Laughton Glacier Skagway
The recipe for a remarkable day...

Skagway was founded as the first city in the Alaskan territory thanks to the boom of the Klondike gold rush. The town served as a stop-off point for prospectors who dared the treacherous hike into the Yukon in search of their fortune. The White Pass & Yukon Route railway was built to make the journey easier for miners, but by the time it opened in 1900 the gold rush was nearly over. Today, the railroad remains as the most popular tourist attraction in Alaska, carrying nearly 400,000 passengers across the historic and scenic pass.

Royal Caribbean offered about 78 different shore excursions in Skagway that included a trip on the White Pass railroad, but only one of them managed to peak our interest. Described as a 14 mile ride on the railroad combined with a 6 mile round-trip hike to the Laughton Glacier, we were sold on this excursion almost immediately. This despite my aversion to the word "hike."

Our chariot. All the cars have unique names, each representing a lake in Alaska.

We met the team from Packer Expeditions at 7am and set off on our adventure with only 10 other passengers from the three cruise ships in port that day. After climbing aboard an empty rail car, we were given the first of roughly 28 safety briefings, and were outfitted with our provisions for the hike. Inside the oversized fanny packs were bottles of water, candy bars, and other protein-heavy snacks, and we each took turns making sandwiches - all of which would be consumed by the end of the day. Naturally, I wasn't too keen on wearing a fanny pack, so I went with the "European Carry-all" method.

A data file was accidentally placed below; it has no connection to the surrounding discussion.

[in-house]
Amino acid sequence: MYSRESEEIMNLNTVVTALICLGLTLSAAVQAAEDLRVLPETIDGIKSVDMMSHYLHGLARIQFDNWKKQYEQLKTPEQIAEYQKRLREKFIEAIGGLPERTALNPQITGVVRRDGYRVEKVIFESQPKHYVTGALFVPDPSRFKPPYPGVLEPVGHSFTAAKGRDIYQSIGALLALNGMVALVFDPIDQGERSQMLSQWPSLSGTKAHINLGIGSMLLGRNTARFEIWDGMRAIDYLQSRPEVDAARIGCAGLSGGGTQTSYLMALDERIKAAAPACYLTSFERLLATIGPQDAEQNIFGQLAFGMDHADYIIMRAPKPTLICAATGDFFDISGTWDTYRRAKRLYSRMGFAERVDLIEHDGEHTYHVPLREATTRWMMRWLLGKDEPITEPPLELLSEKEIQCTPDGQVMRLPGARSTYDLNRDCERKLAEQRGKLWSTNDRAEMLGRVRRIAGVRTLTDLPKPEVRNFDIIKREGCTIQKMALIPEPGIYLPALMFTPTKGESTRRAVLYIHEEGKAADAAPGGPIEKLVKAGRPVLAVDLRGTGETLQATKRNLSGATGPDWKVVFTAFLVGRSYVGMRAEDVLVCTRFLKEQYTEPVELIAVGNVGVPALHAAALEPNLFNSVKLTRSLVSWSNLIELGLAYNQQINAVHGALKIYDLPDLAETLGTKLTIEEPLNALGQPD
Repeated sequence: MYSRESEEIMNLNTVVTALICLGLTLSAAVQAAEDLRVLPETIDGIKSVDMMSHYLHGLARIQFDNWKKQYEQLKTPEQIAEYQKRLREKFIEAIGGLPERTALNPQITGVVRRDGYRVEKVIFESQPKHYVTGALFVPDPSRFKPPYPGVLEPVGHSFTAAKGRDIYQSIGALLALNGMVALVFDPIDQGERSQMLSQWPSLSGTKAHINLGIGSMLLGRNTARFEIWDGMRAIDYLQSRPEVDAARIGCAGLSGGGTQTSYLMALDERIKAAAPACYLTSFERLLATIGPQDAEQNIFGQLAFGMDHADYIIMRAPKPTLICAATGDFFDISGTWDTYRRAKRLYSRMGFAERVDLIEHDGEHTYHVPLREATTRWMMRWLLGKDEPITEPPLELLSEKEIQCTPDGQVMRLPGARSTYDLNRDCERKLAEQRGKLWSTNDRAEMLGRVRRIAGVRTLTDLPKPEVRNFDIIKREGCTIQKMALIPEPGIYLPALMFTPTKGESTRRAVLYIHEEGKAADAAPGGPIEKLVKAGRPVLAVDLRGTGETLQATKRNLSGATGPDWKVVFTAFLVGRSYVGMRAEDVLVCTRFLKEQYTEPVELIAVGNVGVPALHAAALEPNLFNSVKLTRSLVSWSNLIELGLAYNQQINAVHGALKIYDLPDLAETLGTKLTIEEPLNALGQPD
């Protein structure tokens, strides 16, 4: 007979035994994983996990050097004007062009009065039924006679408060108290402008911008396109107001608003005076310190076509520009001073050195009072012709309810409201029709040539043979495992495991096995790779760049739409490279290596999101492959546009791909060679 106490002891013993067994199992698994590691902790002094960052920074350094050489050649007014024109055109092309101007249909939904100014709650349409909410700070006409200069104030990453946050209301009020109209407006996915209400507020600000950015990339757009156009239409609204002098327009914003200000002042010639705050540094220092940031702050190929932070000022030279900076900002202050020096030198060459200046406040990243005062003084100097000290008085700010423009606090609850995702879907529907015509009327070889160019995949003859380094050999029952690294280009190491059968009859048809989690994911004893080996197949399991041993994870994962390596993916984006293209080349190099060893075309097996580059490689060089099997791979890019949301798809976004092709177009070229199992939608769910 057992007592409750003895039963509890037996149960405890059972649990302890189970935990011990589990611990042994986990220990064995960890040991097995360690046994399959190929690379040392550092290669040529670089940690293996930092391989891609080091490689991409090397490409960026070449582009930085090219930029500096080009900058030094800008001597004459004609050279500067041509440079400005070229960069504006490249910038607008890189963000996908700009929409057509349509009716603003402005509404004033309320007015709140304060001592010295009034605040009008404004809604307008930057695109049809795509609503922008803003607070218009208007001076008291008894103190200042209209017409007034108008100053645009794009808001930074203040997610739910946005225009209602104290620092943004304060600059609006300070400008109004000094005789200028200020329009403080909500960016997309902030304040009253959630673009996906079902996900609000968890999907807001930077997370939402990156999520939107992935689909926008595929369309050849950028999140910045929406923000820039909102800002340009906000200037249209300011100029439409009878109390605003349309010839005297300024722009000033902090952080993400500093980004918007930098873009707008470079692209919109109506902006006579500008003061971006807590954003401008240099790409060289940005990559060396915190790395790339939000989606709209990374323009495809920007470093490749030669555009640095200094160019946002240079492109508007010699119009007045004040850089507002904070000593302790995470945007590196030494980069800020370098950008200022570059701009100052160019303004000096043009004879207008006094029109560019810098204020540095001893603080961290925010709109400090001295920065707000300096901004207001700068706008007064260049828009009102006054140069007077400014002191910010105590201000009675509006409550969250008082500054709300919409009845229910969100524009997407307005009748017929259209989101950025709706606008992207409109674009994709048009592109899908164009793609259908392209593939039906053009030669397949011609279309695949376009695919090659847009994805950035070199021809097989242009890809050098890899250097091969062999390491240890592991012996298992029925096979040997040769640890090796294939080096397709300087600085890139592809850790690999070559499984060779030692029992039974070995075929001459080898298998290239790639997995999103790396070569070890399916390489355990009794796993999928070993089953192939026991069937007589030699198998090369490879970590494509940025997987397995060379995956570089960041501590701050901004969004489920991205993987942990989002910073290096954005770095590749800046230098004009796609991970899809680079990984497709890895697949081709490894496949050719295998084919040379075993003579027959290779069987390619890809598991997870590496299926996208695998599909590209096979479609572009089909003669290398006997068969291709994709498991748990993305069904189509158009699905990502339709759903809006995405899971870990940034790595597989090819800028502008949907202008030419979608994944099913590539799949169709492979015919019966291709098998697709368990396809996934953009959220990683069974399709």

Soon, one of the engines for the White Pass railway hooked up to our group of cars, and we began the journey up the mountain. The ride was equal parts stunning and scary. The train hugs the Skagway River, offering some incredible vistas, however, if there was ever a time to institute a "don't look down" policy, this was definitely it.